Croissant crumbs surround Suzie Pennington. But, when you run a cafe called Dirty Apron, a bit of mess and chaos is part of the fun.

“There was a show on at The Albany, so we’ve had loads of kids descending on us,” she said as we sit down to chat about her operation.

The 18-seater venue has been part of the Deptford Market Yard community since November 2016 – more or less when the arches first started opening up – and Its customers are very much at the heart of what the business does.

“A lot of the other vendors that opened with us were from food trucks, so were one-dish orientated,” said Suzie.

“But we’re more like a classic cafe with specials, a soup of the day and a brunch that changes as tastes change.”

Dishes draw inspiration from the season, feedback from regulars and what the local greengrocer has on offer.

“We like classics with a twist, “ said the 38-year-old.

“Not just British but European and Asian and we try to keep all our mains under £10 to make sure the cafe is affordable for the length and breadth of Deptford folk.

“We’re not faddy but, if there is a trend that looks interesting, and our customers ask for it, we will make it because we like to have a two-way relationship.

“We plan the menu around what our customers’ favourites are and speak to the regulars and see if they want anything revisited.”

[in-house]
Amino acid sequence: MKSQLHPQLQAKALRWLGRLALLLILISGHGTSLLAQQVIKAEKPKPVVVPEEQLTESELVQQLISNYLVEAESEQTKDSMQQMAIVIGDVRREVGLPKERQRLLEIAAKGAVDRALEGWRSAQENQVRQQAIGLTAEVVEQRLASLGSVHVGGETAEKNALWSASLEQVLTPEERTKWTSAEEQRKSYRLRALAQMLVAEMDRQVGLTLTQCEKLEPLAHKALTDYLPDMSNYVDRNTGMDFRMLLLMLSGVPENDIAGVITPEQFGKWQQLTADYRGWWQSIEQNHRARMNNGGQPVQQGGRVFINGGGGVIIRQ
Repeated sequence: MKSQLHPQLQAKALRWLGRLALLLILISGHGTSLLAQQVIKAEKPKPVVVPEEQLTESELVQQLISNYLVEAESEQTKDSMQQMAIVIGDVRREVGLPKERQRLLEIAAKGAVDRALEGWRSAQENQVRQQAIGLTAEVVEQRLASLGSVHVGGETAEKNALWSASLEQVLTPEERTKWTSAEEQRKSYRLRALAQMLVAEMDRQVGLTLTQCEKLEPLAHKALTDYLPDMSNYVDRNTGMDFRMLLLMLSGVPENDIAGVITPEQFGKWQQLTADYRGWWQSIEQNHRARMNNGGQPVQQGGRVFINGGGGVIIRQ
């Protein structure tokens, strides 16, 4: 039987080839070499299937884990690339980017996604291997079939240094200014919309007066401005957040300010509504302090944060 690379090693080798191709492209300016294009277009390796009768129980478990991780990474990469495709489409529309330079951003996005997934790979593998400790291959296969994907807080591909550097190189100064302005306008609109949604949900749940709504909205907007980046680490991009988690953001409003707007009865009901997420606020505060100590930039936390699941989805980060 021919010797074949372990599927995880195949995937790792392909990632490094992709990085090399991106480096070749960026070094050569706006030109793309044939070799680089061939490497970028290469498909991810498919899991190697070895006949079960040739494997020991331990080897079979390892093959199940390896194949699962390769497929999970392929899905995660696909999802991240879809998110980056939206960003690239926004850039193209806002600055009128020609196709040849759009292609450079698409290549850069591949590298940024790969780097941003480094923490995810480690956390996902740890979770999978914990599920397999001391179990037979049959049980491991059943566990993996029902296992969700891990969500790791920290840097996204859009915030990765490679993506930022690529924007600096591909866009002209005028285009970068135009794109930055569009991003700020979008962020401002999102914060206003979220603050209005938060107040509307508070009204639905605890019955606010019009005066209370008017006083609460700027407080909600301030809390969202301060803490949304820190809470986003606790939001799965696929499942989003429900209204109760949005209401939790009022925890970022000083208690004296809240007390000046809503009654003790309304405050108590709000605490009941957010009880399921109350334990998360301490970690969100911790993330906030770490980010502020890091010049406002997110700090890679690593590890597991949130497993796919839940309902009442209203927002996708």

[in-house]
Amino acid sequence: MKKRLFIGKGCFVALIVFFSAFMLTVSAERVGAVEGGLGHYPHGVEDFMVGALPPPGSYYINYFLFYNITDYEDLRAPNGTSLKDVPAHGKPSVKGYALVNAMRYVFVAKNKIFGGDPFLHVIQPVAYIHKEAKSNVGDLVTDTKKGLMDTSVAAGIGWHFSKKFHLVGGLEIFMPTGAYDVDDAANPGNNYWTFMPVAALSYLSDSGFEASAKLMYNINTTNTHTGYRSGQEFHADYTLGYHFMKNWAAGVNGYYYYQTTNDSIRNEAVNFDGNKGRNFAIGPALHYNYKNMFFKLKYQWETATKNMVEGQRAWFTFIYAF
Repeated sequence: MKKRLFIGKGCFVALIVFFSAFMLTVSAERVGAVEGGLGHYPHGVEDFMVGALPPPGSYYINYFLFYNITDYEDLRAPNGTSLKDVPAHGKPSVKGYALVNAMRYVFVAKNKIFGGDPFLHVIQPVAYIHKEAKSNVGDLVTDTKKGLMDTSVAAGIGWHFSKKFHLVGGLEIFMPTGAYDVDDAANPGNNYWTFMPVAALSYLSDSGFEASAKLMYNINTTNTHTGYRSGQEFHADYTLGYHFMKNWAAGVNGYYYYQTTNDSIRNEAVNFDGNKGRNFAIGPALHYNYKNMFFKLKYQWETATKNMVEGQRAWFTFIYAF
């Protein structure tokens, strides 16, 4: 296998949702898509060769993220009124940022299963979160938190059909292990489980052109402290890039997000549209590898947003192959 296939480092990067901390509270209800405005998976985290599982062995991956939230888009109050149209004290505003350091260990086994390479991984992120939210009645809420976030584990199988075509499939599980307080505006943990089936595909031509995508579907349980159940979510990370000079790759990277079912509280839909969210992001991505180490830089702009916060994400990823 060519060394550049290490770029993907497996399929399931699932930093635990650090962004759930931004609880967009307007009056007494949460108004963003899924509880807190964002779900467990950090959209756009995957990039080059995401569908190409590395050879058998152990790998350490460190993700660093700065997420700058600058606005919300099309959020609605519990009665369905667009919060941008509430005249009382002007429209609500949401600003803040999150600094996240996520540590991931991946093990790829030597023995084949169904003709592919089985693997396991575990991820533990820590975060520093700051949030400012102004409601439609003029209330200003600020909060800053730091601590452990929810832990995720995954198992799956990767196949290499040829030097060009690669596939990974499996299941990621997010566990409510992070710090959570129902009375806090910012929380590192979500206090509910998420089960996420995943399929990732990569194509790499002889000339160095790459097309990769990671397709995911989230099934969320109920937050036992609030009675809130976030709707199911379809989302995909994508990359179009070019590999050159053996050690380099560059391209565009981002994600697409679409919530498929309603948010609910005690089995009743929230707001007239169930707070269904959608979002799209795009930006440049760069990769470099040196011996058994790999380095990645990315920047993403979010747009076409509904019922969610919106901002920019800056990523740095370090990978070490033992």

The Anglo-Indian said her love of cooking started during her childhood in Essex.

“My mum cooked loads of Indian food growing up and I learned how to make lots of dishes quite young,” said Suzie.

“I was about eight when she first told me to make what I wanted from the fridge.

“She also ran a nursing home and I would hang out in the kitchen and learn how to do a lasagne or a roast.

“So I have always been around food and professional kitchens and got the interest and love from there.

“She’s really proud of me. One of the good things about having a cafe is everyone knows I run one so all my friend’s parents talk to me about it.

“Everyone is always interested and I love talking about food and Deptford and I really think everyone secretly wants to open a cafe.”

Dirty Apron is located in Deptford Market Yard
Dirty Apron is located in Deptford Market Yard – image Matt Grayson

The seeds of her own venture were planted when Suzie met co-founder Holly Williams at Bournemouth University.

“I studied sports science and Holly was doing animation. We met on the ladies football team. I think I tackled her and that’s how we became friends. 

“We both just had a love of food and, when we weren’t in lectures, we would go to the local supermarket and try and do student dishes on a budget for the team and make them as exciting as possible.

“We would do big extravagant roasts and lasagne. It was a chance to cater for numbers and was really fun and this working relationship kicked off naturally.”

After graduating they both moved to London and, when the supper club wave hit, they decided to jump on board.

“We would meet up at the pub and organise these themed events over a bottle of wine,” said Suzie. 

“It picked up some traction and it was when we did an Orange Is The New Black-themed event and 200 people came to this church hall in Limehouse that we knew we were on to something.”

The cafe's interior
The cafe’s interior – image Matt Grayson

Next came a six-week stint at Brick Lane Market where they cooked “way too much food” and it was a “bit of a slog”.

But rather than taking a breather, they Googled small festivals and booked every available pitch at events in the south under £100. 

“Every weekend for one summer we were somewhere different, “ said Suzie. “It was exhausting but by the end, we decided we were up for the challenge.”